Photo by John Coles

If you wandered along the seafront on this bright October day you’d be forgiven for thinking it was a Quadrophenia reunion for all the extras or the national This Is England convention. Instead everyone had donned their shiniest boots, dusted off their reddest braces and polished their heads for The Specials who were appearing for their always celebrated Brighton leg of the tour. As a bonus, we didn’t hear one person shout ‘Bellboy’ as they walked past The Marriot (maybe they only shout it at Sting himself, or maybe that’s just ‘Bellend’).

Unfortunately we didn’t catch any of the opening band By The Rivers but we did manage to catch all of the subsequent band, Stone Foundation. They worked the growing crowd well, but throughout the whole set they came across as the sum of their influences, and nothing more. Alright, some people actually take Paul Weller seriously still, and we must pity and treat these people with patience and understanding, so I won’t be too harsh. Having said all that, despite their rather derivative style, they pulled off an entertaining set and their front man must have slept well after all that jumping about.

Reviewing a band that existed almost primarily as a backlash to the decade before you were born always presents a challenge. Obviously I hate Thatcher (milk, and public money, snatcher) as much as the next reasonable man, but I never lived through it and so watching a crowd of skinheads in their acid washed jeans spewing bile and with the level of booing normally reserved for the Two Minutes Hate for the opening slide show was slightly surreal. Not that I’m criticising it at all.

A quick aside – these Abbey Road live recordings of gigs – what do people think? I spent £20 on one from LCD Soundsystem/Hot Chip last year, and I think I’ve played it twice. Live albums are great, but do you really need one from the gig you were at? Not so sure myself...

Starting on ‘Gangsters’, The Specials soon demonstrated why they’re known as one of the best live bands on the circuit. Mosh pit at the front already bouncing at full capacity, they took to the stage with such presence and energy that it was impossible to take your eyes off them. Roddy climbing onto the speaker stack one side, Neville risking his knees to get the crowd going and Lynval dancing as he does instantly engaged every person in the room. From where we were seated right in the gods people were up on their feet and down to the barriers within seconds and dancing.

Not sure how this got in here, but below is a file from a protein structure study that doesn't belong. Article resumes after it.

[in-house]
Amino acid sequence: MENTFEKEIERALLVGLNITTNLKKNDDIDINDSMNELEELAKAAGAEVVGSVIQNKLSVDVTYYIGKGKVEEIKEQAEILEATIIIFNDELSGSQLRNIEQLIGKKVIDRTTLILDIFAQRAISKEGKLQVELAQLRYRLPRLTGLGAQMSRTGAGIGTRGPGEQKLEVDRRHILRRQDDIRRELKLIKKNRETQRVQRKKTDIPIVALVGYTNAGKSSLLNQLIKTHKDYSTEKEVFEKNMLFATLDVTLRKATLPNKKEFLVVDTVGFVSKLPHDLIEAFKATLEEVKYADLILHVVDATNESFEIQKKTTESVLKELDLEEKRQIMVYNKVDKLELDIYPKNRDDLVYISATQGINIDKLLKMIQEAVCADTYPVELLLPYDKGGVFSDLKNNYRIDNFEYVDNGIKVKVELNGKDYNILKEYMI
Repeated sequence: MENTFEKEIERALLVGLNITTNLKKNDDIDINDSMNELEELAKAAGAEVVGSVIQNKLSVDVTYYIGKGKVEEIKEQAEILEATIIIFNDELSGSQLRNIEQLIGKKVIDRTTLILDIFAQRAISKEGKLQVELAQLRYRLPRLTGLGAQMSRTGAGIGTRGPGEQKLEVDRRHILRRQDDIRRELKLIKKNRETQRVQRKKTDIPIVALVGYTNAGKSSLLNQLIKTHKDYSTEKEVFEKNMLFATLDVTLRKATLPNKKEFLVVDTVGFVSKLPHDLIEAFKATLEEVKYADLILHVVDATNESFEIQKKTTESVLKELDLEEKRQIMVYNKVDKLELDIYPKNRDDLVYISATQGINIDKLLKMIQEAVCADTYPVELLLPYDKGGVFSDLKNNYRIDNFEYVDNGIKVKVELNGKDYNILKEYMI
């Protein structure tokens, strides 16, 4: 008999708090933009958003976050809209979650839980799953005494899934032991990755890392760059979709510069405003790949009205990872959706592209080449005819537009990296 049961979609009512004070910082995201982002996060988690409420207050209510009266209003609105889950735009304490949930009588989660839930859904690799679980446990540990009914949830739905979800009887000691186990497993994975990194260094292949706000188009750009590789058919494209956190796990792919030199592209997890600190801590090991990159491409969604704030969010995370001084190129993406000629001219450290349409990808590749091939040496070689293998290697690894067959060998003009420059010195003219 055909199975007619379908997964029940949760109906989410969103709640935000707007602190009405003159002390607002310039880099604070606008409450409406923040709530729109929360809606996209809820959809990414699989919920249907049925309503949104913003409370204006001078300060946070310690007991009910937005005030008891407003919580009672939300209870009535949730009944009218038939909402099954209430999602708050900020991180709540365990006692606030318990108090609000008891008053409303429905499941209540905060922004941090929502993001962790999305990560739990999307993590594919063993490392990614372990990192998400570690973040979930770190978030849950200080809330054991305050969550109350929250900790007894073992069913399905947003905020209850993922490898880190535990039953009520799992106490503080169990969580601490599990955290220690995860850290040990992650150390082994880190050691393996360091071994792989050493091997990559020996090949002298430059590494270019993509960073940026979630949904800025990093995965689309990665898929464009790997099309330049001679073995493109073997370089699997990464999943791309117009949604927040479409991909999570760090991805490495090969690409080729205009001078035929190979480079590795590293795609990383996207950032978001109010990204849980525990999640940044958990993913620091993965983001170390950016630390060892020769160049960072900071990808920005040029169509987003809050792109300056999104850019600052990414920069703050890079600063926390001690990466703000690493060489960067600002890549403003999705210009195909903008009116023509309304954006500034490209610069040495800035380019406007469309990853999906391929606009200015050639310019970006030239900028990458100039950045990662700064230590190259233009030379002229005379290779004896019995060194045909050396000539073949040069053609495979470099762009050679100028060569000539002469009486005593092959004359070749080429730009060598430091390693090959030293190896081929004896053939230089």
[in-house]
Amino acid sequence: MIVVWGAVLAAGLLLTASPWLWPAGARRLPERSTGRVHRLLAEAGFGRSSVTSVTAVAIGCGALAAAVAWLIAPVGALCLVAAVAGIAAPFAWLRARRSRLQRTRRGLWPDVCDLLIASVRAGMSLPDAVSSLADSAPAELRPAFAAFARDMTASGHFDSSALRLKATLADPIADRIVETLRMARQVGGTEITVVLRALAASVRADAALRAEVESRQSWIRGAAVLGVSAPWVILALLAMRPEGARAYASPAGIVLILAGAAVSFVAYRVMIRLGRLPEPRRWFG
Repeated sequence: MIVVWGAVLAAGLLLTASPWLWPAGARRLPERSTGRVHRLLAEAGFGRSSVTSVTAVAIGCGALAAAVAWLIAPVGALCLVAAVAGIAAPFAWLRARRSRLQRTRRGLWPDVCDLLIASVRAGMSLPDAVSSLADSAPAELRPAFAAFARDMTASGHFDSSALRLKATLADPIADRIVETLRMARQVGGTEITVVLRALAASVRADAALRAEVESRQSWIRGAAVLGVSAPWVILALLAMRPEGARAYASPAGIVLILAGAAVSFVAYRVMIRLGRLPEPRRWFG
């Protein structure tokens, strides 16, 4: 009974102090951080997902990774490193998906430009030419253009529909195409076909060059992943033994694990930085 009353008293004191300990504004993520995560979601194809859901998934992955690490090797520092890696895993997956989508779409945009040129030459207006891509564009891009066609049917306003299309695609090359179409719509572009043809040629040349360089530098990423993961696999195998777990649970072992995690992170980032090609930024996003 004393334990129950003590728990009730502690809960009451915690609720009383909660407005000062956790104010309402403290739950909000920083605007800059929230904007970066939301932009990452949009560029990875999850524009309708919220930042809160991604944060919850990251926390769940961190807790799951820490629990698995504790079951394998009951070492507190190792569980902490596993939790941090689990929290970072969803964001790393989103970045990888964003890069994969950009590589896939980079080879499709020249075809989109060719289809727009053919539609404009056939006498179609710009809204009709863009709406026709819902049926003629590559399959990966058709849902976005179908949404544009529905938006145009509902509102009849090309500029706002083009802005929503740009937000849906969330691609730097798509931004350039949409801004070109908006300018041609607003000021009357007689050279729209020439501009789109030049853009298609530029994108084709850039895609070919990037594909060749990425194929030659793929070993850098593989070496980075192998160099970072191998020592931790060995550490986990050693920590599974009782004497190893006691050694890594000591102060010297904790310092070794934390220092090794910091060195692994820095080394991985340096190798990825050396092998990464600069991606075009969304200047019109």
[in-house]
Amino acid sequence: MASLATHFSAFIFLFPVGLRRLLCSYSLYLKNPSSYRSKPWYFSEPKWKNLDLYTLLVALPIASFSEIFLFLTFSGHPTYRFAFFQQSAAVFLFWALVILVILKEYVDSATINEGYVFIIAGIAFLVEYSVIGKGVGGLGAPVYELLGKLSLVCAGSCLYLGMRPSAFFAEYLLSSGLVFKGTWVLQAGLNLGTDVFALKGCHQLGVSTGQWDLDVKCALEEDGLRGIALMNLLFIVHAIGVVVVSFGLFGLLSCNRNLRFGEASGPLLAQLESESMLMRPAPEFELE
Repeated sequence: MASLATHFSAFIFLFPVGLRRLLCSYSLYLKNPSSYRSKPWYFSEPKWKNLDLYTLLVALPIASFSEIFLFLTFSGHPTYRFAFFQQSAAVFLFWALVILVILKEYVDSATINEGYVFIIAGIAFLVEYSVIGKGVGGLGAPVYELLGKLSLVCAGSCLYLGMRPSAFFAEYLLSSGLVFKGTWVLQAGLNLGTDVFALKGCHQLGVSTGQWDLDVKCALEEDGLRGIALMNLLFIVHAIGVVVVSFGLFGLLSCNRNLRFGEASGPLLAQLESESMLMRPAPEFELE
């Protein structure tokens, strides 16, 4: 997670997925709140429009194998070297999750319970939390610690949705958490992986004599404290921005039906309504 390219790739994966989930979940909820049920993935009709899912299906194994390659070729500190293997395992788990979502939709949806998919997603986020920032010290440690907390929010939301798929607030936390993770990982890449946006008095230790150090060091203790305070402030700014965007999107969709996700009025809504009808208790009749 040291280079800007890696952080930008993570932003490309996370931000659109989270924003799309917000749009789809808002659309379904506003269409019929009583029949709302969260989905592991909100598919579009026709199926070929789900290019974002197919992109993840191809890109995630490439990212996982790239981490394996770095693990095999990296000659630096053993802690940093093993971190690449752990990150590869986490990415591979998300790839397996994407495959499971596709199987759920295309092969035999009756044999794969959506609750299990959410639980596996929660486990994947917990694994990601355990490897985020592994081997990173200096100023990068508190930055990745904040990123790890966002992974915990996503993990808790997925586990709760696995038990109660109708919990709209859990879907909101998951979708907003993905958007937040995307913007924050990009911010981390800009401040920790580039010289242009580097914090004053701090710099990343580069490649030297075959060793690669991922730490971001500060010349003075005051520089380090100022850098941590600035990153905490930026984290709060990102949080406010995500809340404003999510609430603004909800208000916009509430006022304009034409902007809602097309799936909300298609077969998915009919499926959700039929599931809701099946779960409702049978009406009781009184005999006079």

With the band hitting full pace with ‘Do The Dog’ and ‘Dawning Of A New Era’ it got pretty heavy in the crowd, with at least 6 people taken over the mojo already. But still, it was a party atmosphere and this party was getting heavy, helped by the bands’ relentless opening. After the third track they paused momentarily for someone to throw a pair of tights on stage, which prompted Terry Hall in his own inimitable way to proclaim – “I see someone’s been to Primark today. Make it classy or don’t bother.” After a rather excitable ‘Monkey Man’ the crowd seemed to settle a bit at last, and so did the band. That’s not to say they weren’t as entertaining – I don’t think I’ve ever seen a band make a venue this size seem so intimate before – but because of the drop in tempo and rigorous touring schedule the band became calmer.

And the rest of the gig continued in a similar fashion. There was the minimal interaction alongside the parade of hits and the dancing crowd but at no point did it become monotonous. The only bit that felt out of place was Terry Hall’s solo moment – for ‘International Jet Setters’ the band was all behind Hall for most of it while Terry had the stage to himself, which was a bit odd.

After two encores that was it – The Specials had played their hearts out to one of their spiritual homes, and the audience loved every minute. Given they’ve been around for so long it’s great to see them play such an energetic and impassioned set. Rumours are that there are rifts in the band and that this could be their last tour – let’s hope it’s not the end.